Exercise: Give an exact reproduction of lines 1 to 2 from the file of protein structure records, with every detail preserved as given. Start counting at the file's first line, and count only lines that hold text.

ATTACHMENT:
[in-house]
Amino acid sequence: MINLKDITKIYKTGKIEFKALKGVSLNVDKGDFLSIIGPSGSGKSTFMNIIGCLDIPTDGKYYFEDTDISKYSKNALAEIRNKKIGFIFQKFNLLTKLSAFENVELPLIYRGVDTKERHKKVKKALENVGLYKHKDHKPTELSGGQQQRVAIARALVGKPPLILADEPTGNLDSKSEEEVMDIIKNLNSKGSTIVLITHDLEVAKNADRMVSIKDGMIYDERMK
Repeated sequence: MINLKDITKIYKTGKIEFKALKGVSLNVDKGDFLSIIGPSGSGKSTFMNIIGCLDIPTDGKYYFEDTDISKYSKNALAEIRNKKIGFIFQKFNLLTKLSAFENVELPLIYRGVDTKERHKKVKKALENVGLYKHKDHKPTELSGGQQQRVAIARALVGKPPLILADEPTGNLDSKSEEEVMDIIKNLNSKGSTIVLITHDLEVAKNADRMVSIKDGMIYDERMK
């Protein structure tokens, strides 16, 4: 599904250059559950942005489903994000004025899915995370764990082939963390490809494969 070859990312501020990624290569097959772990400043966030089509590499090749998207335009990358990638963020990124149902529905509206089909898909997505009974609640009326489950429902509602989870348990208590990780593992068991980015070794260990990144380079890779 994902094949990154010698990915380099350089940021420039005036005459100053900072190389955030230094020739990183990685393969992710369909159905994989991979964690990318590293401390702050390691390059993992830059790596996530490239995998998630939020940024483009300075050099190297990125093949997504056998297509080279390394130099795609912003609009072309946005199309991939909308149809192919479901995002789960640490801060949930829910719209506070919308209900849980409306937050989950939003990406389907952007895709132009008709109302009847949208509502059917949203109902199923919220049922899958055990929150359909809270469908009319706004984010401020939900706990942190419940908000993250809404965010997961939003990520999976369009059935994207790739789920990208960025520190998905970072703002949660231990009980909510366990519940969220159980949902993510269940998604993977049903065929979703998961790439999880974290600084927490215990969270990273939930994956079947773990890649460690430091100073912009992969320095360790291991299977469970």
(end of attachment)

[in-house]
Amino acid sequence: MINLKDITKIYKTGKIEFKALKGVSLNVDKGDFLSIIGPSGSGKSTFMNIIGCLDIPTDGKYYFEDTDISKYSKNALAEIRNKKIGFIFQKFNLLTKLSAFENVELPLIYRGVDTKERHKKVKKALENVGLYKHKDHKPTELSGGQQQRVAIARALVGKPPLILADEPTGNLDSKSEEEVMDIIKNLNSKGSTIVLITHDLEVAKNADRMVSIKDGMIYDERMK